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Kaiser v. Dixon

OPINION FILED SEPTEMBER 7, 1984.

JACQUELINE KAISER, PLAINTIFF-APPELLANT,

v.

JOHN FULTON DIXON ET AL., DEFENDANTS-APPELLEES.



Appeal from the Circuit Court of Du Page County; the Hon. John S. Teschner, Judge, presiding.

JUSTICE REINHARD DELIVERED THE OPINION OF THE COURT:

Plaintiff, Jacqueline Kaiser, appeals from a June 21, 1983, judgment entered by the trial court, which confirmed the decision of a village of Roselle (Roselle) hearing officer denying plaintiff reinstatement as a dispatcher for the Roselle police department, back pay, and attorney fees. Plaintiff also appeals from a February 6, 1980, trial court order, which issued a writ of mandamus compelling Roselle to hold a hearing on the question of plaintiff's discharge, but denied her request to be reinstated with back pay without a hearing. Plaintiff's prior appeal from the 1980 order was dismissed by this court for lack of jurisdiction because the order was not final. (Kaiser v. Village of Roselle (1980), 88 Ill. App.3d 1199 (Rule 23 order).) Defendants, John Dixon, the director of village services and personnel, James Munroe, the chief of police, and Roselle cross-appeal from the February 6, 1980, order.

Plaintiff raises the following issues on appeal: (1) whether plaintiff was improperly discharged by the chief of police; (2) whether plaintiff was discharged in a manner contrary to the ordinances and staff policy manual of Roselle; (3) whether plaintiff was terminated in a manner contrary to the rules and regulations of the Roselle police department; and (4) whether the later, court-ordered hearing afforded plaintiff by Roselle denied her due process.

On November 11, 1977, plaintiff's employment as a radio dispatcher for the Roselle police department was terminated. She brought suit seeking, in count I of her second amended complaint, a writ of mandamus ordering defendants Dixon and Roselle to hold a hearing "regarding the termination of plaintiff's employment" and ordering her reinstatement with back pay pending the hearing. She also sought attorney fees in count I. Count I alleged plaintiff was improperly terminated because the defendants failed to follow the procedures set out for terminating a village employee in Roselle's staff policy manual (manual). Count II, in the alternative, alleged that plaintiff was improperly terminated by the chief of police because her termination was effected under rules and regulations of the police department which were void to the extent they attempted to vest authority in the chief of police to hire or fire employees of the police department who were not sworn police officers. Count II sought reinstatement and back pay. Count III, in the alternative, alleged plaintiff was a member of the police department and that she was not terminated in accordance with the police department rules. Count III sought a writ of mandamus ordering the defendants to vacate plaintiff's termination and reinstate her "as a member of the Roselle Police Department with full back pay, plus interest, costs, and attorney's fees."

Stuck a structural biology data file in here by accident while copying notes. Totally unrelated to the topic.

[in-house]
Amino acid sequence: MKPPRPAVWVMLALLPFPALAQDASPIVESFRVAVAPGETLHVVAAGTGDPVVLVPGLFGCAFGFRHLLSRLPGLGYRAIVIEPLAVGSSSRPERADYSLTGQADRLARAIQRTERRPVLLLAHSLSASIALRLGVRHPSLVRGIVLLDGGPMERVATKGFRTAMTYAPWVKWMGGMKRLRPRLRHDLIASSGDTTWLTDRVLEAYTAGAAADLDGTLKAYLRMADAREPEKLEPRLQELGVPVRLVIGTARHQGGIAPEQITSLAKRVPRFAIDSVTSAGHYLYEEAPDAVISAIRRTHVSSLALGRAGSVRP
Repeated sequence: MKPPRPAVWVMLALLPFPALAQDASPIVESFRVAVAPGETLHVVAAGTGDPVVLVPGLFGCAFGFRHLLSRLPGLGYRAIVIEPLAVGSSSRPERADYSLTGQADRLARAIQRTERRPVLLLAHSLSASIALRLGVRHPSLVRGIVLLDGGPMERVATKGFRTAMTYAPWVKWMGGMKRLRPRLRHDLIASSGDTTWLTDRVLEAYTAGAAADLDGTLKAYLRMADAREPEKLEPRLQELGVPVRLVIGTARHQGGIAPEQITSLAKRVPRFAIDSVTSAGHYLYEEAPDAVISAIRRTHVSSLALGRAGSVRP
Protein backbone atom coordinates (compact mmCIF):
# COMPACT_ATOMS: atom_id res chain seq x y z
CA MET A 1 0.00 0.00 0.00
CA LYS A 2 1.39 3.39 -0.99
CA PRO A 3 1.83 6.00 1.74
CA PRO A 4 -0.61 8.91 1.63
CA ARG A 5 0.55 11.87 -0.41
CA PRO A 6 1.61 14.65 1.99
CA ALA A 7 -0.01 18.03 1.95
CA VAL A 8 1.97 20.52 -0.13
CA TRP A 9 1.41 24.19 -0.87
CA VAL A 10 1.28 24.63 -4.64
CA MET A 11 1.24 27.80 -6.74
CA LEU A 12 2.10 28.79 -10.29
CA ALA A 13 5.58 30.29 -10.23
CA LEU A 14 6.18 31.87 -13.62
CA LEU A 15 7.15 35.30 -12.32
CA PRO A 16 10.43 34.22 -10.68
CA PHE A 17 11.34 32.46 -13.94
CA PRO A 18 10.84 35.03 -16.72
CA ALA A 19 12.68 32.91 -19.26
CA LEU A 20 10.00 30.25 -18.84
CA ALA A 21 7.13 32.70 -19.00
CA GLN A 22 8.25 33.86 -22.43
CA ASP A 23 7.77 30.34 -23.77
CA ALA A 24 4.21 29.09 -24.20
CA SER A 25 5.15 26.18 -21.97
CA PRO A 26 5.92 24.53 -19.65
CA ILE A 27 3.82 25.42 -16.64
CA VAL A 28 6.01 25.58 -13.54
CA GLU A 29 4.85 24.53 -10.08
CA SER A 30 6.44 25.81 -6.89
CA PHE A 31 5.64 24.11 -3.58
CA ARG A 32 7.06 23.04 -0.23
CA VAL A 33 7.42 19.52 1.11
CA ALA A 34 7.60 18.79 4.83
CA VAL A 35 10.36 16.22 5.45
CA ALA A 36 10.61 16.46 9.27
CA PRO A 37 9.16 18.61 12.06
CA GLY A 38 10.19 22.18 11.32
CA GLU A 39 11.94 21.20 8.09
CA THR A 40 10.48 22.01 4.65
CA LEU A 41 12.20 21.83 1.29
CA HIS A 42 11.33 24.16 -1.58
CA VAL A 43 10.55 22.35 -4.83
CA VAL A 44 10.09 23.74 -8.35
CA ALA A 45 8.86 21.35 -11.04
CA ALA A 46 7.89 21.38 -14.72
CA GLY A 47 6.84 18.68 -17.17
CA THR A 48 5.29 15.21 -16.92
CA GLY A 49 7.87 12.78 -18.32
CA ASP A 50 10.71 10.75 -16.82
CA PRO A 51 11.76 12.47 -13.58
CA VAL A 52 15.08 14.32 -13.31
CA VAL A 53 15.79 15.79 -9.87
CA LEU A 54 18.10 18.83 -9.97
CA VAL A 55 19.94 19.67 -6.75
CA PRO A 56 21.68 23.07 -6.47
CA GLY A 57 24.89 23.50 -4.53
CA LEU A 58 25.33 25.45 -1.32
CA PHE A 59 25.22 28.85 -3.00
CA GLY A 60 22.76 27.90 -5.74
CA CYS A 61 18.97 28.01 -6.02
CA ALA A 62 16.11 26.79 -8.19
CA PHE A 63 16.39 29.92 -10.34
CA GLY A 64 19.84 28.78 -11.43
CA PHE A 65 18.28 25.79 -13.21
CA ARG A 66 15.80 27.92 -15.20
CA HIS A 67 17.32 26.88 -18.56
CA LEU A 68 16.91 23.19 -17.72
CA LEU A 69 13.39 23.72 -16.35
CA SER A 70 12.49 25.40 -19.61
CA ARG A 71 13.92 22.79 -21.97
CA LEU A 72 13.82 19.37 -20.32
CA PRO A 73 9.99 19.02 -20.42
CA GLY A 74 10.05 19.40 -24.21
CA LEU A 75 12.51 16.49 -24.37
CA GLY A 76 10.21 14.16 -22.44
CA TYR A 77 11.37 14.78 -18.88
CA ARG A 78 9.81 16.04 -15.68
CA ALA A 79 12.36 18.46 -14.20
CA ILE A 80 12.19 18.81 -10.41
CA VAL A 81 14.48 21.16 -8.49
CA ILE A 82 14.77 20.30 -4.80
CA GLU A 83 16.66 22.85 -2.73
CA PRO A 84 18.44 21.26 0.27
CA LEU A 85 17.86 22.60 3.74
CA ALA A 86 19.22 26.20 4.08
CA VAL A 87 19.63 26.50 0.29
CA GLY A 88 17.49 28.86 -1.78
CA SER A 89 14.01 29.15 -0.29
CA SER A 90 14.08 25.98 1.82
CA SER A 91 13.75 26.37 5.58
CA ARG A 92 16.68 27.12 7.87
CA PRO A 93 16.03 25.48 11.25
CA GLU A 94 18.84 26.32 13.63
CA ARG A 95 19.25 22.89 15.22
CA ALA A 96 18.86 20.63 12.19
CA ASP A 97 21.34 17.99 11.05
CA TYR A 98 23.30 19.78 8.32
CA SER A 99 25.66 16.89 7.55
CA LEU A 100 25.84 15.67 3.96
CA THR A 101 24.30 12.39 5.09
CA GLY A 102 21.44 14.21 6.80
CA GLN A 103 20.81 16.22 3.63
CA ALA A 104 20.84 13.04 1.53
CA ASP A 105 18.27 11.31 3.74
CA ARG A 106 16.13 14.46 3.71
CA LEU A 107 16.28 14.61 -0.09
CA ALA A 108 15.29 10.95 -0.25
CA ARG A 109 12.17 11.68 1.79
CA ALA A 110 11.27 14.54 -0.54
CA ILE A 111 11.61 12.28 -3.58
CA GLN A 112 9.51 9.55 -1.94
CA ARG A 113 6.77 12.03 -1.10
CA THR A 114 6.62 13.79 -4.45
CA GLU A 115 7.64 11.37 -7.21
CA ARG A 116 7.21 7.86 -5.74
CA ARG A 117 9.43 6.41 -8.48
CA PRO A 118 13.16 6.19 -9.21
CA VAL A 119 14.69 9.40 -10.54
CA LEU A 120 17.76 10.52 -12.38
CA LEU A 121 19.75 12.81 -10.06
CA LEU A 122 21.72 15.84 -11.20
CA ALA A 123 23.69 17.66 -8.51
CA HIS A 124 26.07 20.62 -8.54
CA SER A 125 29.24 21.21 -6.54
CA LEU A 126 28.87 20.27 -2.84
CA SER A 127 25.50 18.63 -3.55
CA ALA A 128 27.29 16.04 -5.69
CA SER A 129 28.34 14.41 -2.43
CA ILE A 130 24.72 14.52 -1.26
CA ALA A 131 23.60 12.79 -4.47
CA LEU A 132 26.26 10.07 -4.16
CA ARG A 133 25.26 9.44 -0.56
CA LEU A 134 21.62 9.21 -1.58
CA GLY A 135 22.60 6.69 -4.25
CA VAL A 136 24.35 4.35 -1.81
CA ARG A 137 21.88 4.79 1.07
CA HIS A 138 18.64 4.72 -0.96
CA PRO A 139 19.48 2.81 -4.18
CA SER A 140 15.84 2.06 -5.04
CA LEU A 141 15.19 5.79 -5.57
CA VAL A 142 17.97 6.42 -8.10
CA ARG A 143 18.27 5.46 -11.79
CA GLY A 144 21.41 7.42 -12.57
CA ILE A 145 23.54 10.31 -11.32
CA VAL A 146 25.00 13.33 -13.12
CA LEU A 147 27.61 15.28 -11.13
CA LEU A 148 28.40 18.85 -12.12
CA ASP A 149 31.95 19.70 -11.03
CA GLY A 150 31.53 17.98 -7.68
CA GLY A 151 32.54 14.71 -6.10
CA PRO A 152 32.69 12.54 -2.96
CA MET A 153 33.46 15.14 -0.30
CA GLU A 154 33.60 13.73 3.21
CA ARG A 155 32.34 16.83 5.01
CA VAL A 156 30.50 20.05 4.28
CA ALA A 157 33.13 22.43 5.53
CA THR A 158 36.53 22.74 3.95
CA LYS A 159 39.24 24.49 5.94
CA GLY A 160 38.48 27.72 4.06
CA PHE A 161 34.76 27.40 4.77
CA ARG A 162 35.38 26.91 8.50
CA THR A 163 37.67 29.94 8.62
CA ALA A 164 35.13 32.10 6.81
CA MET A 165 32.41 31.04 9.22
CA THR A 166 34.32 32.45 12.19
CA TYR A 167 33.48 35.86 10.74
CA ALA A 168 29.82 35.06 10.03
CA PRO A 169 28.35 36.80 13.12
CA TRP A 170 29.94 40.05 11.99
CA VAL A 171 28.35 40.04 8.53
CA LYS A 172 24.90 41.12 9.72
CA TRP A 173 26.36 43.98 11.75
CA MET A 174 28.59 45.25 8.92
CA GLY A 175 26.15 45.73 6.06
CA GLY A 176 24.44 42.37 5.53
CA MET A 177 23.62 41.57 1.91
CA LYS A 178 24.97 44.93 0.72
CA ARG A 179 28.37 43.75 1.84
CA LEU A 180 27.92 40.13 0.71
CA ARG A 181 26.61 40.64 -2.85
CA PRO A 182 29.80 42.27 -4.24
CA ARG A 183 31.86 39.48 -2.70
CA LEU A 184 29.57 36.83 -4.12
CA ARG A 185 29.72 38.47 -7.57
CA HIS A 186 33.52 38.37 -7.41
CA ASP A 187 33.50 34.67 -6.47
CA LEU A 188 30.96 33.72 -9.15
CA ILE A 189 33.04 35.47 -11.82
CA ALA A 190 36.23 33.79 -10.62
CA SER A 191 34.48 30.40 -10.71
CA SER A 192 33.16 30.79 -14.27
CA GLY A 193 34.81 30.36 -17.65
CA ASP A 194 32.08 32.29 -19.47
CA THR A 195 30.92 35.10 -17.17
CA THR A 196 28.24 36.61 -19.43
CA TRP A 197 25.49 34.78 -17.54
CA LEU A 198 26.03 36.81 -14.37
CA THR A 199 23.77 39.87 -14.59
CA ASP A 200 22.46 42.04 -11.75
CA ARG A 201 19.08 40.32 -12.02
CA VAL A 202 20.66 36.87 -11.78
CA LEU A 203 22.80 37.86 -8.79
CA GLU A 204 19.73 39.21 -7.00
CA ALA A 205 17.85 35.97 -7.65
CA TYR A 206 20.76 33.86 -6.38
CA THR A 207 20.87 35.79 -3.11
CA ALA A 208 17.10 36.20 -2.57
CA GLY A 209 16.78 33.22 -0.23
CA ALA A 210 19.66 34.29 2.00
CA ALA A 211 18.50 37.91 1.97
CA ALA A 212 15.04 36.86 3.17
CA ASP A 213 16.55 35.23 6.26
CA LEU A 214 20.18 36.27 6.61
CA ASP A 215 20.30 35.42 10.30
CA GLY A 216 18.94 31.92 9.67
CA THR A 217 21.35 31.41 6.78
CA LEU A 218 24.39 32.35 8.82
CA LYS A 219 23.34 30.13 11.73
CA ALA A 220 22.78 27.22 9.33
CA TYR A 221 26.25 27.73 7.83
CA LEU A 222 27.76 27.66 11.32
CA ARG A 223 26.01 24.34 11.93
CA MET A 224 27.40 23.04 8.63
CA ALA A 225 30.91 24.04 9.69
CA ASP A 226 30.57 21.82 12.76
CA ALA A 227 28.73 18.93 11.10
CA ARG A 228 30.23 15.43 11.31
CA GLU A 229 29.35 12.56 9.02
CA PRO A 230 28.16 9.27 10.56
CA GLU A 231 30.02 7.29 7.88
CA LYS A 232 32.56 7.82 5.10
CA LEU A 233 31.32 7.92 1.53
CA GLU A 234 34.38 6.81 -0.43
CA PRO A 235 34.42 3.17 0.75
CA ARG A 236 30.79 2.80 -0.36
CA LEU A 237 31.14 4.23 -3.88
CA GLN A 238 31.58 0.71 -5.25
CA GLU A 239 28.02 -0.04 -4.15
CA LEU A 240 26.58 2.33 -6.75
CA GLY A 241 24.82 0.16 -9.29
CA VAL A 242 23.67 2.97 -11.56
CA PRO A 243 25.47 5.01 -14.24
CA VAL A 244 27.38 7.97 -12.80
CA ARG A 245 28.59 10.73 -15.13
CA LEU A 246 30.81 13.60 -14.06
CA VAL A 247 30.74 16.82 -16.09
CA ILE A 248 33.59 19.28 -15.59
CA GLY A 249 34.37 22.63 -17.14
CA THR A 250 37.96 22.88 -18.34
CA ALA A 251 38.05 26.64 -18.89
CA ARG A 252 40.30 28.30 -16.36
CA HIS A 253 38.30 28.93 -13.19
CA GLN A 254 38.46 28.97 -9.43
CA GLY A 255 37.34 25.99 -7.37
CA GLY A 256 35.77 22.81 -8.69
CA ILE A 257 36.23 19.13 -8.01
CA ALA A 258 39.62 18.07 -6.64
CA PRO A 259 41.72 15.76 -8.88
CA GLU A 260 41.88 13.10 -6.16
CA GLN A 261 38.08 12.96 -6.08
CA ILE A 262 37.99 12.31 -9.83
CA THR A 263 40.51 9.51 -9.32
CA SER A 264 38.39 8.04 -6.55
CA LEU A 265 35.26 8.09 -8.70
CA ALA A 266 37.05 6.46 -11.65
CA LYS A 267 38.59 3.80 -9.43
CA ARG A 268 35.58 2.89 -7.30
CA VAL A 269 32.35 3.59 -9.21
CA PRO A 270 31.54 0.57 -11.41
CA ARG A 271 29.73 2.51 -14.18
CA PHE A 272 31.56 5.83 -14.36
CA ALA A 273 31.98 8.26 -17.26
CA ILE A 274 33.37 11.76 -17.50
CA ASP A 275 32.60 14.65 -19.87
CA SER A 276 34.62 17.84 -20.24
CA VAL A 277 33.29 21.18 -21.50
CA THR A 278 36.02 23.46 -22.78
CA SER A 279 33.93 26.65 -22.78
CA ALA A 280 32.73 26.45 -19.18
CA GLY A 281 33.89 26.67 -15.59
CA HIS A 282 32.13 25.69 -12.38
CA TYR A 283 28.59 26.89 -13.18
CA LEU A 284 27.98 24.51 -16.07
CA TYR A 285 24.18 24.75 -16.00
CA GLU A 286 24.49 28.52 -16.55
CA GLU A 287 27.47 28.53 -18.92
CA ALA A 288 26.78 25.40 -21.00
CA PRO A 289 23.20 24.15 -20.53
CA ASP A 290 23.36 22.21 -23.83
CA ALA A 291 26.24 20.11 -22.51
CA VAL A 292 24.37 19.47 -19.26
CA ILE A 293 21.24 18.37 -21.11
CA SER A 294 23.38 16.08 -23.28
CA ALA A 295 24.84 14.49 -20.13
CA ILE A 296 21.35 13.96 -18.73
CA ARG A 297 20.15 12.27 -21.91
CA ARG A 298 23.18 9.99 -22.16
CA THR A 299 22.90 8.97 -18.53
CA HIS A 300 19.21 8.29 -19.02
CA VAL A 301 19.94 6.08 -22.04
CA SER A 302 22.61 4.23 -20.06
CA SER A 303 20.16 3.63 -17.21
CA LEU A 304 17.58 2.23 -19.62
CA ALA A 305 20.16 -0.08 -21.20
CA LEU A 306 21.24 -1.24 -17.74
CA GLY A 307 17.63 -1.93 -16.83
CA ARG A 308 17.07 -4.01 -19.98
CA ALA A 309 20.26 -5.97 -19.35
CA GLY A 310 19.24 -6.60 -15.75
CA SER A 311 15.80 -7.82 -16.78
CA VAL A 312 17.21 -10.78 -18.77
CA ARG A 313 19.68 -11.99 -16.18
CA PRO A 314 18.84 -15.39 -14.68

At trial, plaintiff called Joseph Devlin, the president of Roselle's board of trustees, as an adverse witness. He testified that defendant Munroe, the chief of police, contacted him about the chief's intention to fire plaintiff. Devlin did not fire plaintiff but "had concurred with the action." He did not contact plaintiff, investigate the charges against her, give her a list of charges, seek documentation of the charges, hold a hearing concerning the termination, or inform her of a right to a hearing.

John Dixon, the former director of village services and personnel, was called by plaintiff as an adverse witness. He testified that, while he was the director, he suspended plaintiff in January 1977. At the time of this suspension, Munroe recommended that plaintiff be dismissed. After discussing the matter with the chief and plaintiff, Dixon decided to suspend plaintiff rather than terminate her. Dixon wrote the letter notifying plaintiff of her suspension.

Dixon testified that he did not recall being asked to take any disciplinary action against plaintiff at a later time and did not recall receiving plaintiff's exhibit No. 5I which was a November 11, 1977, document from the chief requesting that plaintiff be terminated. He was out of town on that date and, on his return, plaintiff was "no longer an employee." He was not sure whether the village president or the chief fired plaintiff. He testified that he did write a letter (plaintiff's exhibit No. 5F) denying plaintiff's request for a hearing before him and that plaintiff did not request a hearing within the proper time frame. No specified time period for seeking a hearing is provided in the manual, so he believed the time would be a reasonable time.

Defendant James Munroe, the police chief, testified as an adverse witness that he hired plaintiff subject to the approval of Dixon as to salary. He indicated that Dixon could have prohibited his hiring someone but that "it was not done." In January 1977, he sought to terminate plaintiff, but Dixon thought a suspension would be more proper. In his January 5, 1977, memo to Dixon (plaintiff's exhibit No. 5), he recommended that plaintiff be terminated. He testified that he "poorly worded this document" and "should have perhaps said that on consultation with [Dixon], I had decided to back off and have the suspension."